Friday, 16 October 2015


Have you ever read an Enid Blyton Book? The Famous Five series, or The Secret Seven, or The Magical Faraway Tree? Maybe the Chalet School series? Enid Blyton was one of the most famous children's authors of the 20th century - but how much do we know about the woman herself?

Enid Blyton was born in 1897, in London, the eldest of three children. She was close to her father, with whom she shared an interest in art, music, the theatre and literature… but her relationship with her mother was much cooler and more distant. Enid's mother once described her interest in writing as 'a waste of time and money,' but Enid did well at school and was made Head Girl. She trained as a teacher and worked as a teacher and a governess, writing in her spare time. Her early stories were rejected, but this only made her more determined to succeed, and eventually her first book of poetry was published in 1922. Poetry was followed by fiction, many books aimed at children with fantasy and mythology themes. Her first full-length adventure book, The Secret Island, was published in 1938, and many more series followed… by any standards, Enid was an incredibly prolific author and by the 1950s she was writing as many as fifty books each year. Yikes!

Enid Blyton married twice and had two daughters, but perhaps it is fair to say that writing was her first love. She has been described as a workaholic who pushed herself very hard, had a strong business streak and knew how to make the most of her talents. She ran a magazine, Sunny Stories, and later had her own publication, the fortnightly Enid Blyton Magazine which she wrote entirely herself. She cashed in on the success of her books to launch a series of card games, jigsaws and board games based on her books, and also ran the Famous Five Club with half a million members. Blyton and her readers raised a lot of money for charities such as the PDSA, Great Ormond Street Hospital and many others. She died in 1968.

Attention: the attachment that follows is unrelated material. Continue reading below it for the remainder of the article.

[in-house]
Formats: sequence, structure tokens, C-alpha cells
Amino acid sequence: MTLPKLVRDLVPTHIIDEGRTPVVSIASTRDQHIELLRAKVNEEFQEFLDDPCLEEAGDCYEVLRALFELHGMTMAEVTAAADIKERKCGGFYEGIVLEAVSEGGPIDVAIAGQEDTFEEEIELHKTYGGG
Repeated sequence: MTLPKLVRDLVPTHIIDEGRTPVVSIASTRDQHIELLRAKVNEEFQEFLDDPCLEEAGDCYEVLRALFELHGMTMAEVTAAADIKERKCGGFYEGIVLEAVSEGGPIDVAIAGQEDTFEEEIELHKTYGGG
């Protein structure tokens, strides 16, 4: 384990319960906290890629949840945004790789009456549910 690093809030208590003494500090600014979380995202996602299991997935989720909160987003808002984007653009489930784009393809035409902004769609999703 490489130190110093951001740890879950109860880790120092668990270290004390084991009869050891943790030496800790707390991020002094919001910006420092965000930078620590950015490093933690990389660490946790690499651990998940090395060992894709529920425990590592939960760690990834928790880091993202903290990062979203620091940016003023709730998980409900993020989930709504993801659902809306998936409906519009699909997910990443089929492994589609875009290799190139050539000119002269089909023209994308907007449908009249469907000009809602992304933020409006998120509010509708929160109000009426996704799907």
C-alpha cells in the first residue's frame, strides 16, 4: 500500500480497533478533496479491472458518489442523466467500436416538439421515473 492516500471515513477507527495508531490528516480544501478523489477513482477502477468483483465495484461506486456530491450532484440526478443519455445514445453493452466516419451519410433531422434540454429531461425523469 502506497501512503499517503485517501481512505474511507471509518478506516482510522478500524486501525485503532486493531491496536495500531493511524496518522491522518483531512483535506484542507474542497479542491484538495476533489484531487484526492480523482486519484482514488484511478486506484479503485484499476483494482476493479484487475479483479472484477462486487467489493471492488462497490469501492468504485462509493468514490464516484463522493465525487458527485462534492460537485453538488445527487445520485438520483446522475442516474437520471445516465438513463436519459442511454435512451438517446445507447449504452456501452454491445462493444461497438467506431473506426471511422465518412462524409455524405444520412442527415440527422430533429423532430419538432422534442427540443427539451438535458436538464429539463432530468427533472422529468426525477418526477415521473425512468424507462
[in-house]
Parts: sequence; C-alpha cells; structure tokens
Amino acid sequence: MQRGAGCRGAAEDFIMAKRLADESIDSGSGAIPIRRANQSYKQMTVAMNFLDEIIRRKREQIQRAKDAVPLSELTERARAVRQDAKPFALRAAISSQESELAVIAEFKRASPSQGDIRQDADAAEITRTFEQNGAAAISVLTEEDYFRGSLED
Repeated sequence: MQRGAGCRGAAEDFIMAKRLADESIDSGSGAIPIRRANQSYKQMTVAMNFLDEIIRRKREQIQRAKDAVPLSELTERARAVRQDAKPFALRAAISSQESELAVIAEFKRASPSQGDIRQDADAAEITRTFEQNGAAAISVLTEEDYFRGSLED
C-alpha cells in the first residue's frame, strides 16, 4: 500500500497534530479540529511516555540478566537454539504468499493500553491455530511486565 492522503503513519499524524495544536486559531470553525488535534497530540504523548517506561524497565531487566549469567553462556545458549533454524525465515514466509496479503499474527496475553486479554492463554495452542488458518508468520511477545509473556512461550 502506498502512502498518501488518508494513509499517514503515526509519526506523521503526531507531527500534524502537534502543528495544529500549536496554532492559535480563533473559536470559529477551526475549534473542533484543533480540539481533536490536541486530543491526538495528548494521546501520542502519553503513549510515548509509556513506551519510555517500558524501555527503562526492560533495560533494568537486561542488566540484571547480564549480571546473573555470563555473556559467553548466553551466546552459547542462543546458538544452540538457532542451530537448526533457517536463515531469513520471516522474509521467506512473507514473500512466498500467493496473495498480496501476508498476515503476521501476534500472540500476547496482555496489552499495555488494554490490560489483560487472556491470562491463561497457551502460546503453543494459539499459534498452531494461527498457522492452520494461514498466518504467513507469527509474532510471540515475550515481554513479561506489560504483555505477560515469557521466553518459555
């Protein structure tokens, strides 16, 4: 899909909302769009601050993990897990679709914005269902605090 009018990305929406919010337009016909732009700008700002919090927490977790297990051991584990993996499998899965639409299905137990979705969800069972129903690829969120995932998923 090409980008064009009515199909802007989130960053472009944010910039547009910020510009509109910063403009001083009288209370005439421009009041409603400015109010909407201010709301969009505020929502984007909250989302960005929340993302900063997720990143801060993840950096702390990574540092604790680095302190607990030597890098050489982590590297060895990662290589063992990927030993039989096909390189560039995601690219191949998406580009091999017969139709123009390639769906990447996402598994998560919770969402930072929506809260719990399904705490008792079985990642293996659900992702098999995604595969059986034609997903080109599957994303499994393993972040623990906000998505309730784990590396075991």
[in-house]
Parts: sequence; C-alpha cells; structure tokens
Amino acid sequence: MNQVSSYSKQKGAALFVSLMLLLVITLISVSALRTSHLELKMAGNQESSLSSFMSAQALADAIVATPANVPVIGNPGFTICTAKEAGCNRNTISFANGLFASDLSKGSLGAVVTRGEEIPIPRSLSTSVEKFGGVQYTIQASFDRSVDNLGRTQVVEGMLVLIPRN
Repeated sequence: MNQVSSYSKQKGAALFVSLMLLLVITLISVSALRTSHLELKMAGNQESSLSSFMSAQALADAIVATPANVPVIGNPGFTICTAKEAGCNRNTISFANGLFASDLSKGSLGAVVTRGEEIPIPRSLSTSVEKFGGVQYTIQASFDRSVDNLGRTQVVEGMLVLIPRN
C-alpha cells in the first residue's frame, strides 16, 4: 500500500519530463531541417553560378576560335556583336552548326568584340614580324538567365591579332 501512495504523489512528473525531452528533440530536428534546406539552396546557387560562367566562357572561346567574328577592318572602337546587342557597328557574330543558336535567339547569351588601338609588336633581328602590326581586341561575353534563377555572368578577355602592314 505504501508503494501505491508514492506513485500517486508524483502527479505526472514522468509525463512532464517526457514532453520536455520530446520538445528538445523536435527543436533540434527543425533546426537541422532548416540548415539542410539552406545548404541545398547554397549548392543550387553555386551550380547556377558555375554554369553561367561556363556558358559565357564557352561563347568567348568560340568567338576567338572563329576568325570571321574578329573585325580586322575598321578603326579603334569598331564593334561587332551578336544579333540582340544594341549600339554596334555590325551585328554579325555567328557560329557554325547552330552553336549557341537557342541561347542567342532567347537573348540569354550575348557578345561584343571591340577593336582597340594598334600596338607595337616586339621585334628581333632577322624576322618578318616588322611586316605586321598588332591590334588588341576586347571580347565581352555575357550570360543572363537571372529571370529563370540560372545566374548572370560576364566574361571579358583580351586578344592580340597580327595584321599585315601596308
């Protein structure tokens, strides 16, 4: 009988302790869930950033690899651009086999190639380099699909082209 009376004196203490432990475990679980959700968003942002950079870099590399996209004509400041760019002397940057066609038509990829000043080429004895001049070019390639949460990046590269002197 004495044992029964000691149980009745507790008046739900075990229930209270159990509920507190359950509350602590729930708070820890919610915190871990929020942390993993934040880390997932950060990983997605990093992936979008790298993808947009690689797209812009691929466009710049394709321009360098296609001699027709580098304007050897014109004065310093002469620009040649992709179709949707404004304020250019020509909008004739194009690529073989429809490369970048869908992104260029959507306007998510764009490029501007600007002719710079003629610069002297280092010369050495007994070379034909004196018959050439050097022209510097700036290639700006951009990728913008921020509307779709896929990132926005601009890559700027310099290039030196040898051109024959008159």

Perhaps Enid Blyton's greatest achievement was to write books which children loved… easy to read stories for every age and taste, ranging from stories about fairies and toys and mythological creatures to adventures. Her books were written a very long time ago now, and not all have stood the test of time… streaks of racism, sexism, class privilege and prejudice against anyone who wasn't English can make them very hard to read in the 21st century. Even at the time, critics dismissed her books as 'mediocre' or 'second rate' and her books have been banned from more libraries than any other author. Blyton herself dismissed the criticism, stating that her books were a reflection of her own views and beliefs, and stating that she only cared about the opinions of those under twelve. In recent years, some of the books have been edited to remove offensive or prejudiced passages of writing. In spite of all criticism, Enid Blyton's books are still in print and are widely read by children all around the world.

Cathy says:
Have YOU read any of Enid Blyton's books? Would you? Do you think they stand the test of time? COMMENT BELOW to have your say!


  1. I have read most of her books, stretching from the Secret Seven to the Magic Faraway Tree. I have read her books multiple times and have loved her mysteries. I don't find anything wrong with them, I just believe they are her books, her views.

  2. I love the Malory towers and twins at Saint Clare's but I don't like the others that much xxxx

  3. I love reading Famous Five, Secret Seven, Malory Towers, st. Clare's, Young Adventurers, faraway tree series, Find outers. I always find me involved with her characters. I would also like to read more of her books. The best point is that she understands a child. That's why she is my favorite author.



Reader Emily, aged ten, explains how a Cathy Cassidy book inspired her to raise money for a refugee charity... Emily says: The Cathy Cassidy...